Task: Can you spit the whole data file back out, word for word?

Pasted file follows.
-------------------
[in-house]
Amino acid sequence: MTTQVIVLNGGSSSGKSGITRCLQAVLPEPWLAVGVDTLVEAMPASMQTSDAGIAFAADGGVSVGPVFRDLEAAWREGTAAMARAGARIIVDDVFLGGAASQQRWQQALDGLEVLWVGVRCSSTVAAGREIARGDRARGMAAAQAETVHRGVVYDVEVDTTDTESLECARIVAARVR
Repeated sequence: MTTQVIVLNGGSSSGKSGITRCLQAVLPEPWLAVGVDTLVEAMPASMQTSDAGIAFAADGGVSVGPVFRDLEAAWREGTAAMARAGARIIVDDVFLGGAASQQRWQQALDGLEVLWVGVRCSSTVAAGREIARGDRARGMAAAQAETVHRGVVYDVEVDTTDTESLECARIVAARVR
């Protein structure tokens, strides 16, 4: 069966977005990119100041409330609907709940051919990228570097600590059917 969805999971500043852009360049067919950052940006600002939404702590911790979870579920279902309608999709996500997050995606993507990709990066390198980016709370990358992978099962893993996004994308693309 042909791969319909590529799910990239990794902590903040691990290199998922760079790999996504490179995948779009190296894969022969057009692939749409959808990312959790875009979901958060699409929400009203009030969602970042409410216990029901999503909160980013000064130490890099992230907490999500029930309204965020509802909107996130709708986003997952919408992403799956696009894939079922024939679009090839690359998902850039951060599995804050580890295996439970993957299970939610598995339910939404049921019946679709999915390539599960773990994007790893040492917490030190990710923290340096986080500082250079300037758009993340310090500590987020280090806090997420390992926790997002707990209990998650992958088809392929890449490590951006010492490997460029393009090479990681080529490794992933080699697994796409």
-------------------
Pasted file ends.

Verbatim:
[in-house]
Amino acid sequence: MTTQVIVLNGGSSSGKSGITRCLQAVLPEPWLAVGVDTLVEAMPASMQTSDAGIAFAADGGVSVGPVFRDLEAAWREGTAAMARAGARIIVDDVFLGGAASQQRWQQALDGLEVLWVGVRCSSTVAAGREIARGDRARGMAAAQAETVHRGVVYDVEVDTTDTESLECARIVAARVR
Repeated sequence: MTTQVIVLNGGSSSGKSGITRCLQAVLPEPWLAVGVDTLVEAMPASMQTSDAGIAFAADGGVSVGPVFRDLEAAWREGTAAMARAGARIIVDDVFLGGAASQQRWQQALDGLEVLWVGVRCSSTVAAGREIARGDRARGMAAAQAETVHRGVVYDVEVDTTDTESLECARIVAARVR
């Protein structure tokens, strides 16, 4: 069966977005990119100041409330609907709940051919990228570097600590059917 969805999971500043852009360049067919950052940006600002939404702590911790979870579920279902309608999709996500997050995606993507990709990066390198980016709370990358992978099962893993996004994308693309 042909791969319909590529799910990239990794902590903040691990290199998922760079790999996504490179995948779009190296894969022969057009692939749409959808990312959790875009979901958060699409929400009203009030969602970042409410216990029901999503909160980013000064130490890099992230907490999500029930309204965020509802909107996130709708986003997952919408992403799956696009894939079922024939679009090839690359998902850039951060599995804050580890295996439970993957299970939610598995339910939404049921019946679709999915390539599960773990994007790893040492917490030190990710923290340096986080500082250079300037758009993340310090500590987020280090806090997420390992926790997002707990209990998650992958088809392929890449490590951006010492490997460029393009090479990681080529490794992933080699697994796409």